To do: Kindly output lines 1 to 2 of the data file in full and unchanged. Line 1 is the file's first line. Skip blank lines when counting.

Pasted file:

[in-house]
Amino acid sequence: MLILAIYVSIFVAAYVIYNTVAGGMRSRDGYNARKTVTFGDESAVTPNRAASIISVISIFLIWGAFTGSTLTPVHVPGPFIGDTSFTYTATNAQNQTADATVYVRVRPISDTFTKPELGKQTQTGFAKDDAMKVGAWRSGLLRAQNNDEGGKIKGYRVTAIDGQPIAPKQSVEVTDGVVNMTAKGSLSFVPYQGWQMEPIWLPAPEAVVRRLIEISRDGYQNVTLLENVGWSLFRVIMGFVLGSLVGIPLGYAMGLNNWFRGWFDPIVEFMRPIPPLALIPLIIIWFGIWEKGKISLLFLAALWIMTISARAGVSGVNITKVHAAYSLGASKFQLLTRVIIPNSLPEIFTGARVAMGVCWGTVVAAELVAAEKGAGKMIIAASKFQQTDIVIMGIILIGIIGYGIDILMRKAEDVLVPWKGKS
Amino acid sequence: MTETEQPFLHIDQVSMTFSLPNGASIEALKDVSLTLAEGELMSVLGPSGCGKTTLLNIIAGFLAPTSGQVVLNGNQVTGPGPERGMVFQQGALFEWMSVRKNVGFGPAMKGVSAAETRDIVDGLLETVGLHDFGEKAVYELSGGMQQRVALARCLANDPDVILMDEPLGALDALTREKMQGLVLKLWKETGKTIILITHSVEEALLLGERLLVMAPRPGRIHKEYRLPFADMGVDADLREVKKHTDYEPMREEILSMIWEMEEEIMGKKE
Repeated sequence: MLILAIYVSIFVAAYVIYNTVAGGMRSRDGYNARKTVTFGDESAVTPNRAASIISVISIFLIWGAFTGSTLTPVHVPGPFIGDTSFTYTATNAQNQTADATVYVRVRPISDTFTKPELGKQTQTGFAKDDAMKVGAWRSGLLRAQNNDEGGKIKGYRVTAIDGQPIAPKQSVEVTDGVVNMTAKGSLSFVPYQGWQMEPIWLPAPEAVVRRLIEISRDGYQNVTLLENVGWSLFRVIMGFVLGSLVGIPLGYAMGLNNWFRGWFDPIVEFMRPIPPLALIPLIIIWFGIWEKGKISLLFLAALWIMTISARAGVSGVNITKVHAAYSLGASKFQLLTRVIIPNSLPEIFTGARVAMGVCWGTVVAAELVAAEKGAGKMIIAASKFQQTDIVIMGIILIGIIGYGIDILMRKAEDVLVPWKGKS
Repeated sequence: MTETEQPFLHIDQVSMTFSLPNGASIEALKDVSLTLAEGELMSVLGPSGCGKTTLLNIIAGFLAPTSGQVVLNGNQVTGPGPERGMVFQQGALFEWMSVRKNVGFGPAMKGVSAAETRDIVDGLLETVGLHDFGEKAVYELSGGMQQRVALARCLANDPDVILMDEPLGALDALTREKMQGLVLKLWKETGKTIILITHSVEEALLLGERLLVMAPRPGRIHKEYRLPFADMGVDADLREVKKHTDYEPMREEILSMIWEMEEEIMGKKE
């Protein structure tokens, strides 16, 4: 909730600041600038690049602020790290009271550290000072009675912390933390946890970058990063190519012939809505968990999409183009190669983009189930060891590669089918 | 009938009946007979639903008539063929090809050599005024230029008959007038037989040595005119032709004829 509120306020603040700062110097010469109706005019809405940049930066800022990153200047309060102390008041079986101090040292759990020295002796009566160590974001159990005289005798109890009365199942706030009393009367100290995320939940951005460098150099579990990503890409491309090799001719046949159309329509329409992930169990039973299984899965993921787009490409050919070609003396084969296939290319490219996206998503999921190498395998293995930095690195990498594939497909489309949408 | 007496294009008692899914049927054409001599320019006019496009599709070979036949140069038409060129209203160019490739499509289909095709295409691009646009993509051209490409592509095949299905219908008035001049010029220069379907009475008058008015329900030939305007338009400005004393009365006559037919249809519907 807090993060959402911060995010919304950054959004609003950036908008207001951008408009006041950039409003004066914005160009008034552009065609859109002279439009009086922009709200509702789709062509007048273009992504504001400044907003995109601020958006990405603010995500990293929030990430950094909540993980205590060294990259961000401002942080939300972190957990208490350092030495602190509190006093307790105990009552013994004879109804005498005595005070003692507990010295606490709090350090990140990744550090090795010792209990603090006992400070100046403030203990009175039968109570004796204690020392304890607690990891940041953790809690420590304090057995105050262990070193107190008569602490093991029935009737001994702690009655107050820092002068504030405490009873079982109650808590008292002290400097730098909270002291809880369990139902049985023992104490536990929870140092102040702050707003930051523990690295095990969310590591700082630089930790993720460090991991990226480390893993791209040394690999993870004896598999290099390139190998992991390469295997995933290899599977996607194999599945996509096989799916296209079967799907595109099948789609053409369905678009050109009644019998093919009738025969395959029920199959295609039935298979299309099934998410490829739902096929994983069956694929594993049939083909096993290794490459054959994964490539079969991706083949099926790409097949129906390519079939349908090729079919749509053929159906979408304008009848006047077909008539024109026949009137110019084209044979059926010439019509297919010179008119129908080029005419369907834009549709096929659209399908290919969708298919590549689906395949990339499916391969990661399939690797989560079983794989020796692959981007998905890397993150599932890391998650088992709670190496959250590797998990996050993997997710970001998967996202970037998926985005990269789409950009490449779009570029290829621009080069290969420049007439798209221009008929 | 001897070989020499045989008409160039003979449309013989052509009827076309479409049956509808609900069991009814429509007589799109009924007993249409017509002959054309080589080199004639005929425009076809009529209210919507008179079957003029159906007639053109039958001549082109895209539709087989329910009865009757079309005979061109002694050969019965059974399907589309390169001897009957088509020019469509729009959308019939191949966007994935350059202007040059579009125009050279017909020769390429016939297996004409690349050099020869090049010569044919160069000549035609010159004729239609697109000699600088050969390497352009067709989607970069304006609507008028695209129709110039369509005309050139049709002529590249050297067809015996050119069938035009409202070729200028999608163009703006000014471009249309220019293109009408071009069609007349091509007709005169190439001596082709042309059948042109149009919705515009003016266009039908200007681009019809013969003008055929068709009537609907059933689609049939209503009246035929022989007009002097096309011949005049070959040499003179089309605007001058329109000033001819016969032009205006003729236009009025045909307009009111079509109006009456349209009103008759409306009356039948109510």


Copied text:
[in-house]
Amino acid sequence: MLILAIYVSIFVAAYVIYNTVAGGMRSRDGYNARKTVTFGDESAVTPNRAASIISVISIFLIWGAFTGSTLTPVHVPGPFIGDTSFTYTATNAQNQTADATVYVRVRPISDTFTKPELGKQTQTGFAKDDAMKVGAWRSGLLRAQNNDEGGKIKGYRVTAIDGQPIAPKQSVEVTDGVVNMTAKGSLSFVPYQGWQMEPIWLPAPEAVVRRLIEISRDGYQNVTLLENVGWSLFRVIMGFVLGSLVGIPLGYAMGLNNWFRGWFDPIVEFMRPIPPLALIPLIIIWFGIWEKGKISLLFLAALWIMTISARAGVSGVNITKVHAAYSLGASKFQLLTRVIIPNSLPEIFTGARVAMGVCWGTVVAAELVAAEKGAGKMIIAASKFQQTDIVIMGIILIGIIGYGIDILMRKAEDVLVPWKGKS